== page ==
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Jewel Master Collection

Platform(s): Nintendo DS
Genre: Puzzle
Publisher: Storm City Entertainment
Developer: Cerasus Media
Release Date: Sept. 27, 2011

About Brian Dumlao

After spending several years doing QA for games, I took the next logical step: critiquing them. Even though the Xbox 360 is my preferred weapon of choice, I'll play and review just about any game from any genre on any system.

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NDS Review - 'Jewel Master Collection'

by Brian Dumlao on Nov. 13, 2011 @ 12:30 a.m. PST

Jewel Master Collection combines two games into one package, Jewel Master: Egypt and Jewel Master: Cradle of Egypt. Match three or more of the same symbol to collect food and build resources.

Created generations ago, the match-three puzzle was popularized by the likes of Diamond Mine and Bejeweled when the masses could play them in web browsers. Every game-enabled device and platform has since seen a variation of the core mechanic. Some have added improvements while others spruced up the backstory. Either way, you won't find too many people who aren't familiar with the rules of a match-three game. In an attempt to present some value, Storm City Games released Jewel Master Collection, a cart that is comprised of two games in the series.

There's nothing radically new in Jewel Master Collection. Both of the games in the package, Jewel Master: Egypt and Jewel Master: Cradle of Athena, have been released years before on the Nintendo DS. Both titles are likely still in circulation, and online searches show that the price of this cart is equivalent to buying both carts separately. You're merely paying for the convenience of having two games in one place.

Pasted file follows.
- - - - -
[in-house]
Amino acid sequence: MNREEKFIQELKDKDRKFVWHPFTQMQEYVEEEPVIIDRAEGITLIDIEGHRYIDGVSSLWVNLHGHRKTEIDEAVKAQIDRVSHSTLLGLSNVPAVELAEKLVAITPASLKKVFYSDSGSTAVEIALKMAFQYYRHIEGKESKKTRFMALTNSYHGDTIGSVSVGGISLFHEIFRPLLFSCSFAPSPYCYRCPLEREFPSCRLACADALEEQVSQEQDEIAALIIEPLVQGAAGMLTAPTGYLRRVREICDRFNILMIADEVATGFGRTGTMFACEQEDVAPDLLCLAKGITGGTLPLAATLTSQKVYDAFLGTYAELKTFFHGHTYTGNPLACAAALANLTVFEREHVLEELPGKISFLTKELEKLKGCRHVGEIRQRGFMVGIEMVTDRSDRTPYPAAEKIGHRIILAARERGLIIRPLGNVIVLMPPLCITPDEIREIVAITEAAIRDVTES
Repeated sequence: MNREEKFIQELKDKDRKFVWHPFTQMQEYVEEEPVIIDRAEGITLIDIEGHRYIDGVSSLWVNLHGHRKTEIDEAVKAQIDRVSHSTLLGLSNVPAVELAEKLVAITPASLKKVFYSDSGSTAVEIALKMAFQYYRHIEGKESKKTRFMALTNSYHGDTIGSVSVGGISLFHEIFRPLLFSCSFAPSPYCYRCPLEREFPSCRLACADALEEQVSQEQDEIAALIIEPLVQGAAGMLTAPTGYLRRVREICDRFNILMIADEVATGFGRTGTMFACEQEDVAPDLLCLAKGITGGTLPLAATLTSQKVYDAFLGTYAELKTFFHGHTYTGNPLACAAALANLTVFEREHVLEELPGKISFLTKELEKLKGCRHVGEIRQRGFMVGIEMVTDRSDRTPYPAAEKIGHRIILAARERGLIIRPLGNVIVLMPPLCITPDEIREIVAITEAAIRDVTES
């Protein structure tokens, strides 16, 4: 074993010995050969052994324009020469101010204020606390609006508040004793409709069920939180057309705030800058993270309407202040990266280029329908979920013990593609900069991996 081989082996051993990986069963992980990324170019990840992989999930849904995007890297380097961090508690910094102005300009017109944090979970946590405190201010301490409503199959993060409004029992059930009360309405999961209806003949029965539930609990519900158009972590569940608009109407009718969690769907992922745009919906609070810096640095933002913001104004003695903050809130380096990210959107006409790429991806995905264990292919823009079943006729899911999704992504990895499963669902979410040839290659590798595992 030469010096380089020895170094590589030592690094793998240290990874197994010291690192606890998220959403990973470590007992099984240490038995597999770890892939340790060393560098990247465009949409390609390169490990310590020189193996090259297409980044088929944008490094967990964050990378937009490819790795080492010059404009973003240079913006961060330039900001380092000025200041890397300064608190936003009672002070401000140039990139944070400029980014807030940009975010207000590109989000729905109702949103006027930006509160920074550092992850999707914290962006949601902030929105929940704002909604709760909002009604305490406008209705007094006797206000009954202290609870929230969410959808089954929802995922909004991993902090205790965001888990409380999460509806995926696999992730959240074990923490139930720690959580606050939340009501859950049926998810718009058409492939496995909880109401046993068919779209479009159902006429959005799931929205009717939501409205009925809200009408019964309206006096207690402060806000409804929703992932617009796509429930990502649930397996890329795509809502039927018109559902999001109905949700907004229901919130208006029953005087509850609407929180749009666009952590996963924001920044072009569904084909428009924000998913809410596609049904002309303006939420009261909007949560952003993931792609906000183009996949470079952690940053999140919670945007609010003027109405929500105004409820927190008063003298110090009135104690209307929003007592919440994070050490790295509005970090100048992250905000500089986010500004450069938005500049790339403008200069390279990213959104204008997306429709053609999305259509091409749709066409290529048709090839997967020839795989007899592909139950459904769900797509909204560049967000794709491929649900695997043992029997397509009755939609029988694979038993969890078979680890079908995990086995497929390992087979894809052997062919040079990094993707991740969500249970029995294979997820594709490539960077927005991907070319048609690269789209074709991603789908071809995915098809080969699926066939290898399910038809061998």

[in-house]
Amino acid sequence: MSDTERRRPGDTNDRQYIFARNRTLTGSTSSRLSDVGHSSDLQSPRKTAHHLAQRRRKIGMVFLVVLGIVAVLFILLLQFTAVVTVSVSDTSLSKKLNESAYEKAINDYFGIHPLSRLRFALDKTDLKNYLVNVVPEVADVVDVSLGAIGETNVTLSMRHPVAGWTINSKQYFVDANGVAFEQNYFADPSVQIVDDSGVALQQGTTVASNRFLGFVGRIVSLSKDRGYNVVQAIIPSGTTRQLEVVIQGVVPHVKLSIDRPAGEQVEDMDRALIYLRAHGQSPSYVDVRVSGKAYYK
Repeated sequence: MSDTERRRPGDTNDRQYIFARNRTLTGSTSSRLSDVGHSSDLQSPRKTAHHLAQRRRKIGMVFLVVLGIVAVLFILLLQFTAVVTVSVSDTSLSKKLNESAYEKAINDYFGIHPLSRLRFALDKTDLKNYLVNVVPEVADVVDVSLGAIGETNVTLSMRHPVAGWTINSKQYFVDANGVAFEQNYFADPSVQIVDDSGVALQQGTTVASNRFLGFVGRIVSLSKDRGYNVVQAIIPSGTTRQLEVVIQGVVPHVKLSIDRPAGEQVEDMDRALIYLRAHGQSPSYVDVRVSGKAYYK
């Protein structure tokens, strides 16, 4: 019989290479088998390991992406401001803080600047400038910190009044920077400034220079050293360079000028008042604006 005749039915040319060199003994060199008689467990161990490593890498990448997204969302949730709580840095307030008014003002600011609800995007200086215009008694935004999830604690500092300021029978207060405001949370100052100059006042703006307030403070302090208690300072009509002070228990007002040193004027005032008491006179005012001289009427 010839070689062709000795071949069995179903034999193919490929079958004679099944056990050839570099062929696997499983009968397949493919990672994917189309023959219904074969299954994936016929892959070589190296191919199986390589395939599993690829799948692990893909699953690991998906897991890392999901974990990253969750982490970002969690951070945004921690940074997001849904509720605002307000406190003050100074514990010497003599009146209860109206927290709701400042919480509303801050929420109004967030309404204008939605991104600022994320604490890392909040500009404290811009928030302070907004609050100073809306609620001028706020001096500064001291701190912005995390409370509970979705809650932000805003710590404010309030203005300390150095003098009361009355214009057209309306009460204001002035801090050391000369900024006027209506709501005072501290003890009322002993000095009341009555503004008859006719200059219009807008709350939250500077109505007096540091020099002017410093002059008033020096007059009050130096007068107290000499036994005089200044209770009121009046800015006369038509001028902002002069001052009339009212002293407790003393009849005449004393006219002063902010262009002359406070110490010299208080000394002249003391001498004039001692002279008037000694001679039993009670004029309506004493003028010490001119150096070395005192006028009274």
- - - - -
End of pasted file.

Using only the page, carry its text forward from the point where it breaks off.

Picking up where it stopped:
No matter which game you choose to play, both titles follow the same gameplay mechanics. You're given a board with several different objects in it. The boards come in different shapes, and all contain tiles that are colored differently from the rest of the board. Your job initial job is to clear out all of the colored tiles by making matches on top of said tiles. Once that's completed, an object is placed on top of the board (a scarab in Egypt and an orb in Athena). Your task is to then match more objects so that the object in question falls to the bottom of the board, clearing the stage before time expires.

The completion of a stage introduces the world building scenario. All of the objects you match in the game are counted as three different forms of currency, which is then used to buy things to grow civilization, such as farms or settlements or temples. Some civilization components give you benefits, such as the ability to erase an item that might block you from making a match or the ability to add more time to the clock or destroy a locked object. Things like this will come in handy as you go through the 100 stages offered per game.

There are a few things the game does that will strike a few people as odd. Due to the odd shapes of some of the boards, there are times when the objects simply spill out instead of going straight down, like most puzzle games do. Sometimes, this works out in your favor because it provides more immediate matches, but other times, it can be infuriating if you were counting on a specific object to occupy a certain spot. Also, while the final objective is to get the orb or scarab to the bottom of the screen, the level ends successfully if either piece ends up at the bottom of any column. It isn't explicitly stated that this is acceptable, but once you discover out, levels suddenly become much easier.